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indiscretion

[in-di-skresh-uh n] /ˌɪn dɪˈskrɛʃ ən/
noun
1.
lack of discretion; imprudence.
2.
an indiscreet act, remark, etc.
Origin
1300-1350
1300-50; Middle English < Late Latin indiscrētiōn- (stem of indiscrētiō). See in-3, discretion
Related forms
indiscretionary, adjective
Dictionary.com Unabridged
Based on the Random House Dictionary, © Random House, Inc. 2014.
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Examples from the web for indiscretion
  • It was by the indiscretion of the veteran showman that an account of this banquet strayed into the public prints.
  • To look at him, you would think he had never committed an indiscretion worse than overtime parking.
  • Preparing journalists to cover the presidential campaign these days is also an exercise in indiscretion management.
  • There the swells would sip martinis, intone the odd witticism or inanity and occasionally commit some headline indiscretion.
  • In improper behaviour, indiscretion is an aggravating factor.
  • And no matter what some people might suggest, riding without a helmet isn't a victimless indiscretion.
  • Yet, it only takes one or two incidents of indiscretion or poor judgment to bring our well-earned position of trust into question.
  • Don't impose restrictions on me because of her unfortunate indiscretion.
  • Applicant's use of drugs in the early seventies can certainly be attributed to youthful indiscretion.
  • Her program is forgiving, so even when she spends time with the bad boys, she can make up the indiscretion elsewhere in her diet.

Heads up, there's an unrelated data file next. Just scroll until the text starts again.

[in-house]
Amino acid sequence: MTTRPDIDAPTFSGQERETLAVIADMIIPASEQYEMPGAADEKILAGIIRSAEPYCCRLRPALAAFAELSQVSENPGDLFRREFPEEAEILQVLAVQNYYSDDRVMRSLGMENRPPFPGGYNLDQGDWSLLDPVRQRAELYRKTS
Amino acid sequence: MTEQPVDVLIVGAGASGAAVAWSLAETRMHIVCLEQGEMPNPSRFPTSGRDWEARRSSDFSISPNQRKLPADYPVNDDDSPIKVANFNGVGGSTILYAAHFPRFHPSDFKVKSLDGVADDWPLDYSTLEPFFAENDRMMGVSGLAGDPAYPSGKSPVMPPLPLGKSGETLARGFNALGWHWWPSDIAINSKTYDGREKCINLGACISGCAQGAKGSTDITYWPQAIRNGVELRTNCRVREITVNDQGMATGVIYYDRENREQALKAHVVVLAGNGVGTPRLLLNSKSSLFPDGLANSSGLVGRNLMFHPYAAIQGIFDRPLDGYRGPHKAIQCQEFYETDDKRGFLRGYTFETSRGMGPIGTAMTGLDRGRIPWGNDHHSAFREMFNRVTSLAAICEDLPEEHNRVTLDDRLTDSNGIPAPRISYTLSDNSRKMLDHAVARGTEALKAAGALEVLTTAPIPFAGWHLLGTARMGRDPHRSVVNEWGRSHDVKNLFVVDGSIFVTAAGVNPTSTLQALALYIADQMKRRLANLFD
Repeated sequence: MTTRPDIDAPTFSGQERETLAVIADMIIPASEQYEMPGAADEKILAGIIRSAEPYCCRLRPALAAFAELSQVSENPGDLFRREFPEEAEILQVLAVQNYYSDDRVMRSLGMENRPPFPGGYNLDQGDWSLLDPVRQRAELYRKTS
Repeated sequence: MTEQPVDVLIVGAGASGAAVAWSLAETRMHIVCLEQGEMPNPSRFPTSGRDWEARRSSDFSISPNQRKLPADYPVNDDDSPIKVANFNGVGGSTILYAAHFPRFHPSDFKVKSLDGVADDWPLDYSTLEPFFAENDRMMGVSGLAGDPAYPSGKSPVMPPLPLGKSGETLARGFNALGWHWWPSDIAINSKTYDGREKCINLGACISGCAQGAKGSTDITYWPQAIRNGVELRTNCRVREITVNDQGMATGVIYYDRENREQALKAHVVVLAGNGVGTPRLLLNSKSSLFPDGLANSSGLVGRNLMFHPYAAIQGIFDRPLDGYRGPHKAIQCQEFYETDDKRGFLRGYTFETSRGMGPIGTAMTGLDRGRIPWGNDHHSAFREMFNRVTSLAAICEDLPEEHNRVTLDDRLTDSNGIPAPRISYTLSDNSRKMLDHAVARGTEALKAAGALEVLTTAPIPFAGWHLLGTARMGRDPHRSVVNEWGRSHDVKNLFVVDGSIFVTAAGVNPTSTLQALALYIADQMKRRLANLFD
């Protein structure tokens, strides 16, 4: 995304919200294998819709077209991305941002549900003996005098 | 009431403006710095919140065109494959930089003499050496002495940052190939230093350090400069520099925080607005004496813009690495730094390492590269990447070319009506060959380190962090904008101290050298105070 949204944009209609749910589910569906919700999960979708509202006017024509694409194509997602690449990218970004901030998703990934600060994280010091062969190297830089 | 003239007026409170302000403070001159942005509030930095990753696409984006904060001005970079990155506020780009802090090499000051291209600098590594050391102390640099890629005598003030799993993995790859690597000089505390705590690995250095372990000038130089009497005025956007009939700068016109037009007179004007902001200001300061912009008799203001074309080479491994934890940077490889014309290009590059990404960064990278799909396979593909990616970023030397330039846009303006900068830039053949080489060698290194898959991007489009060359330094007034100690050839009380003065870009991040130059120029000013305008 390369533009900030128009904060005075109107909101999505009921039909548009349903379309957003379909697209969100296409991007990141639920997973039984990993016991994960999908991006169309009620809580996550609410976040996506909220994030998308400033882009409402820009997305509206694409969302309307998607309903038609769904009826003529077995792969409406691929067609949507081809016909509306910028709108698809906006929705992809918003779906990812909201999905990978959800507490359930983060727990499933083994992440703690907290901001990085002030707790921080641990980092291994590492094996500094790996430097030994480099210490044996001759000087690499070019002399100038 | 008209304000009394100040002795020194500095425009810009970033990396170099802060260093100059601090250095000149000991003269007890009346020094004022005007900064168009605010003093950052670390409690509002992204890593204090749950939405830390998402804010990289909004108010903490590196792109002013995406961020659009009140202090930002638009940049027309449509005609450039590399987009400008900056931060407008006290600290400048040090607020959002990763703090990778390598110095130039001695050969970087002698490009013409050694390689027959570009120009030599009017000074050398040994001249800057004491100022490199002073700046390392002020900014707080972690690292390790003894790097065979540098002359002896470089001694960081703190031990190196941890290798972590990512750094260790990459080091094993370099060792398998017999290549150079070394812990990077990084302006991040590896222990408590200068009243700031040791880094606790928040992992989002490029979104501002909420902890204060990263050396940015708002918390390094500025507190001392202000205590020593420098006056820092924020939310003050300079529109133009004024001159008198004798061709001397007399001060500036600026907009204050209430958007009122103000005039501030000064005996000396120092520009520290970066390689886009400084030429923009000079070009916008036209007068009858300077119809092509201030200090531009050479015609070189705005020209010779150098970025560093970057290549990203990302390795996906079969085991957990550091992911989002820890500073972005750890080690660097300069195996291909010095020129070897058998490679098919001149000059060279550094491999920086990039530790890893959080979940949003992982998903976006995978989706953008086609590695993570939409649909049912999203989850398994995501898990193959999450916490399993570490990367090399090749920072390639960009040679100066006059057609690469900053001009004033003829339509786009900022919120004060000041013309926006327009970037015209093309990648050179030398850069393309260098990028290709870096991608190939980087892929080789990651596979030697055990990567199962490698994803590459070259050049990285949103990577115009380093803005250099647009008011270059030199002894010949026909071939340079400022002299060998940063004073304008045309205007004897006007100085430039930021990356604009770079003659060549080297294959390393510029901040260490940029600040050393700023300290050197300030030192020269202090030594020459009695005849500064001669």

British Dictionary definitions for indiscretion

indiscretion

/ˌɪndɪˈskrɛʃən/
noun
1.
the characteristic or state of being indiscreet
2.
an indiscreet act, remark, etc
Derived Forms
indiscretionary, adjective
Collins English Dictionary - Complete & Unabridged 2012 Digital Edition
© William Collins Sons & Co. Ltd. 1979, 1986 © HarperCollins
Publishers 1998, 2000, 2003, 2005, 2006, 2007, 2009, 2012
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Word Origin and History for indiscretion
n.

mid-14c., "want of discretion," from Old French indiscrécion "foolishness, imprudence" (12c.), from Late Latin indiscretionem (nominative indiscretio) "lack of discernment," from in- (see in- (1)) + discretionem (see discretion). Meaning "indiscreet act" is from c.1600.

Online Etymology Dictionary, © 2010 Douglas Harper
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15
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